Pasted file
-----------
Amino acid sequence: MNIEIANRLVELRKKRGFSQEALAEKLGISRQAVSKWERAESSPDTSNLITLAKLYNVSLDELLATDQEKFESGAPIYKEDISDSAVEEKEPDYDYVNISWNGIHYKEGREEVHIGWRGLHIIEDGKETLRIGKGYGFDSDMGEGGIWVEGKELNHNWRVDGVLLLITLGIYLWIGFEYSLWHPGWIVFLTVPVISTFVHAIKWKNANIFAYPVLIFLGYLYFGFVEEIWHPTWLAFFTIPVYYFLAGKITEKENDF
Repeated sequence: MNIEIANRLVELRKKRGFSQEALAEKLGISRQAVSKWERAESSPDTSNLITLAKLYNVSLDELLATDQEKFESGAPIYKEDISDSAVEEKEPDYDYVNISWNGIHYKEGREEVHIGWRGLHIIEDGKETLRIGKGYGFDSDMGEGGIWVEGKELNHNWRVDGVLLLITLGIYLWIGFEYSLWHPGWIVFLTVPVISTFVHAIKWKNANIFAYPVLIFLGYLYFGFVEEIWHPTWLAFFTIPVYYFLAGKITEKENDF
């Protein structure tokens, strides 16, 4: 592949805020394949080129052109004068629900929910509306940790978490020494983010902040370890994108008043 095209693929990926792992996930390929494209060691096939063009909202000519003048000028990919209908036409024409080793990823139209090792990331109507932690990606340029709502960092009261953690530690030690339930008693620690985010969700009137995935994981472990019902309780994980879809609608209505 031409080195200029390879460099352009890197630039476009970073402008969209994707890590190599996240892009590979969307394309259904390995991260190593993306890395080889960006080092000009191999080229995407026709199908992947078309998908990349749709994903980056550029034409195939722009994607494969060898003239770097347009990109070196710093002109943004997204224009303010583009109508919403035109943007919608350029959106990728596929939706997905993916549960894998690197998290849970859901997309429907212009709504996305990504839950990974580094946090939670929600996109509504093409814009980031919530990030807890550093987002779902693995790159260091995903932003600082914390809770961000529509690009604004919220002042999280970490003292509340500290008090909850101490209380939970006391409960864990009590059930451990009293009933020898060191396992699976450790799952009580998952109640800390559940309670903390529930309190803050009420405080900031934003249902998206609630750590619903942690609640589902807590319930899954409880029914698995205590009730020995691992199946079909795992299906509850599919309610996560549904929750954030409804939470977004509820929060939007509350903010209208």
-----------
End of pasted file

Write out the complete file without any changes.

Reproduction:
Amino acid sequence: MNIEIANRLVELRKKRGFSQEALAEKLGISRQAVSKWERAESSPDTSNLITLAKLYNVSLDELLATDQEKFESGAPIYKEDISDSAVEEKEPDYDYVNISWNGIHYKEGREEVHIGWRGLHIIEDGKETLRIGKGYGFDSDMGEGGIWVEGKELNHNWRVDGVLLLITLGIYLWIGFEYSLWHPGWIVFLTVPVISTFVHAIKWKNANIFAYPVLIFLGYLYFGFVEEIWHPTWLAFFTIPVYYFLAGKITEKENDF
Repeated sequence: MNIEIANRLVELRKKRGFSQEALAEKLGISRQAVSKWERAESSPDTSNLITLAKLYNVSLDELLATDQEKFESGAPIYKEDISDSAVEEKEPDYDYVNISWNGIHYKEGREEVHIGWRGLHIIEDGKETLRIGKGYGFDSDMGEGGIWVEGKELNHNWRVDGVLLLITLGIYLWIGFEYSLWHPGWIVFLTVPVISTFVHAIKWKNANIFAYPVLIFLGYLYFGFVEEIWHPTWLAFFTIPVYYFLAGKITEKENDF
């Protein structure tokens, strides 16, 4: 592949805020394949080129052109004068629900929910509306940790978490020494983010902040370890994108008043 095209693929990926792992996930390929494209060691096939063009909202000519003048000028990919209908036409024409080793990823139209090792990331109507932690990606340029709502960092009261953690530690030690339930008693620690985010969700009137995935994981472990019902309780994980879809609608209505 031409080195200029390879460099352009890197630039476009970073402008969209994707890590190599996240892009590979969307394309259904390995991260190593993306890395080889960006080092000009191999080229995407026709199908992947078309998908990349749709994903980056550029034409195939722009994607494969060898003239770097347009990109070196710093002109943004997204224009303010583009109508919403035109943007919608350029959106990728596929939706997905993916549960894998690197998290849970859901997309429907212009709504996305990504839950990974580094946090939670929600996109509504093409814009980031919530990030807890550093987002779902693995790159260091995903932003600082914390809770961000529509690009604004919220002042999280970490003292509340500290008090909850101490209380939970006391409960864990009590059930451990009293009933020898060191396992699976450790799952009580998952109640800390559940309670903390529930309190803050009420405080900031934003249902998206609630750590619903942690609640589902807590319930899954409880029914698995205590009730020995691992199946079909795992299906509850599919309610996560549904929750954030409804939470977004509820929060939007509350903010209208």